Returning home, they found the gator already skinned and the meat prepared for a "Stone Soup" gathering. Several families have donated what medical supplies they can pull together for the boy’s care. Several with some wound care experience volunteer to help spell the parents so they can get some rest.
The parents of the boys thank every one for helping and then settle in for a few long days of waiting for signs of infection. Tom drives his pick up back to his house, Scott dumps a couple gallons of fuel in it and then he walks home to his own family.
"How is the boy?" Sissy asks anxiously.
"He’ll live, if they can keep any infection from getting out of control. I think the doc was calling it sepsis or something like that. He might still lose the leg. No one is sure right now. The doctor they have up at the station came close to just amputating the leg from the knee down."
"Oh my Lord. What are the chances of infection?" Sissy asks in a horrified voice.
"Pretty good unfortunately. That canal isn’t real clean and neither is a gator’s mouth. They gave the kid a shot of some kind of antibiotic but there weren’t any pills for him to send home. The boy had a tetanus shot at his last school check up so that part was OK. Even if they can deal with any infection, his bone was snapped clean in two, and they were setting it without benefit of x-rays. So while it might heal, it more than likely will need to be re-broken and set some time down the road. Worse though is the muscle and soft tissue damage. He’ll definitely need some kind of extensive work and therapy, but who knows when he’ll get it."
"Is there anything we can do?"
"Everyone in the neighborhood is pitching in. Serena and Anne have started a big tub of washing for everyone’s wet and muddy clothes. Mr. Cleary has stretched the gator hide to make something for the boys, a memento of some sort I guess. Mr. Jones has posted a warning sign and has gotten on his bike and is spreading the news about what happened. Don’t bother calling or sending a telegram … just tell Jonesie. People are volunteering to sit with the boys, help with meals, work in the family’s garden, and whatever else they feel led to do."
"Count me in. I can fix some broth and I’ll take it over."
"Uh uh. No you won’t. You can make the broth, but I’ll take it over, " Scott snaps.
"Excuse me?!" Sissy says, rather taken aback by Scott’s sudden change in tone.
Scott bends his head and rakes his hand though his hair, something he only does when he is under a lot of stress. "Look. I didn’t mean to bite your head off. Its just we’ve gotten all off track from our social distancing plan. You’ve gone to the grocery store four times now. It eats me alive each time you go. And we are exposing the kids . . . "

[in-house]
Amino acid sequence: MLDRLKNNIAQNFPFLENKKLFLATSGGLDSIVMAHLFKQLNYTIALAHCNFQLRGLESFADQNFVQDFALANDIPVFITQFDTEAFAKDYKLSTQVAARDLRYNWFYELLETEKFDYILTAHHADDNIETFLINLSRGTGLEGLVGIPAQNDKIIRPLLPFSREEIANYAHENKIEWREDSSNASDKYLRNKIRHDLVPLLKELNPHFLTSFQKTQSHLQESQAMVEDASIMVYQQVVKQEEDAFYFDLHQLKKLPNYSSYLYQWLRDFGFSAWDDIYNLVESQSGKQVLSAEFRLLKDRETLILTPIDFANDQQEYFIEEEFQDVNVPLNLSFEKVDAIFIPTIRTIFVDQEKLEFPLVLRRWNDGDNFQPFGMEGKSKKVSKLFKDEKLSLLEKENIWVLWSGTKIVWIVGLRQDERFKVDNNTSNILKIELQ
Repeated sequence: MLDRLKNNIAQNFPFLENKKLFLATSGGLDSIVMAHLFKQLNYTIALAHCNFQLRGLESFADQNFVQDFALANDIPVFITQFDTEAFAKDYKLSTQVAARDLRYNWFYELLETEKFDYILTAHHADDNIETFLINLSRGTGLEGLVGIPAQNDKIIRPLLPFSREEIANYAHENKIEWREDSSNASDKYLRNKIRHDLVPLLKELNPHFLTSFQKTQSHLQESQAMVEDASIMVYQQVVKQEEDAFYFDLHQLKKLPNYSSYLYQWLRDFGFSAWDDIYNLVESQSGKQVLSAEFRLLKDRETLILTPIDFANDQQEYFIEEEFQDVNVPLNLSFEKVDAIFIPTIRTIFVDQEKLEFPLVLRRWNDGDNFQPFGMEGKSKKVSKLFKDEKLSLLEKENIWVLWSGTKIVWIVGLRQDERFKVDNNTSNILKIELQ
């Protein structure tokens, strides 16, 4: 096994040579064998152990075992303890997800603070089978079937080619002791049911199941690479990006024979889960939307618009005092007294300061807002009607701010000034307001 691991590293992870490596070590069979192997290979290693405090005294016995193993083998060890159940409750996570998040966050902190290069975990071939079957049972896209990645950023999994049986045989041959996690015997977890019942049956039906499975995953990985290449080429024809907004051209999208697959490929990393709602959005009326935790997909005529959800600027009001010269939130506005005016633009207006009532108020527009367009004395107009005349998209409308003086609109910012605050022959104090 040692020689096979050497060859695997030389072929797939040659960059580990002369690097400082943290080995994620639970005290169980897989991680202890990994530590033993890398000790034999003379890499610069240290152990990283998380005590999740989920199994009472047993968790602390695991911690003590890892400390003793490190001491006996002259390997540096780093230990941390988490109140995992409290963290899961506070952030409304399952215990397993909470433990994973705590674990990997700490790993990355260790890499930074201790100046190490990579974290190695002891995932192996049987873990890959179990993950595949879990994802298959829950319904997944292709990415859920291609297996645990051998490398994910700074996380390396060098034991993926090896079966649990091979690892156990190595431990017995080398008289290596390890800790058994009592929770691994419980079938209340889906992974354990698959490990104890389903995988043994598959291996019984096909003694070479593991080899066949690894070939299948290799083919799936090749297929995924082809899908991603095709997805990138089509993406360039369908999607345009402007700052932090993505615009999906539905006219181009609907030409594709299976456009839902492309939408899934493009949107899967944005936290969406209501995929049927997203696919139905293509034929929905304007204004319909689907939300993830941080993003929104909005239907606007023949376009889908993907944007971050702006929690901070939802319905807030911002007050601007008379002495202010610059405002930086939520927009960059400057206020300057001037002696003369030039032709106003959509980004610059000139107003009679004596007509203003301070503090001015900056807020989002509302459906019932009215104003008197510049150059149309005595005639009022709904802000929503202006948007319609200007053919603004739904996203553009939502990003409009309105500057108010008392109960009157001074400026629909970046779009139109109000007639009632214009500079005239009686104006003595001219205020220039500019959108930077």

"I wear a mask and gloves and they don’t let anyone in who is cou . . " Sissy says, trying to allay his fears.
As Scott begins pacing he says, "I don’t care. Things have got to change. I’m not being as careful when I come home from work either. People are still getting sick. The EMTs up at the fire station were telling Tom and me some stuff. I just don’t want to take any more unnecessary changes. I know you and the kids, especially you, have gotten used to getting out more and I am sorry. I couldn’t live with myself if something happens to any of you, especially this late in the game, just because we got complacent."
After staring at Scott and realizing how serious he was, she accepts this is a non-negotiable issue for him – for now any way. Sissy capitulates with more grace than she feels like for Scott’s sake. She gives him a hug and goes inside to fix the broth. And she tries really hard to not get bent out of shape. She knows Scott is just trying to protect his family. But it isn’t easy for her to keep her mouth shut and the suddenness of Scott’s outburst leaves her feeling close to tears.
For Scott’s part, he feels like a heel. He knows Sissy has begun to look forward to getting out and away from all the work she has to do. He knows the kids enjoy the extra freedom they have had lately. But he and Tom talked on the way home. Neither man is comfortable with the stories they heard from professionals who should know. They realize that their neighborhood really does have it fairly good because they started working together and cooperating early on. What they had not realized was that the problems they have been seeing in the traditionally lower socio-economic areas of town where they work actually is mirrored in the "best" parts of town. According to the EMTs, some of the formerly "better" parts of town are actually more even more dangerous than the formerly "bad" parts of town. Life continues to dole out surprises, usually right when you think you are beginning to get things figured out.
Both Scott and Tom expect to catch a lot of flack for the new rules. Neither one knows if it will be their kids or their wives who will object the most. Hopefully they’d be around to make it up for the return to stricter rules when the pandemic is over. They just want their families to live that long.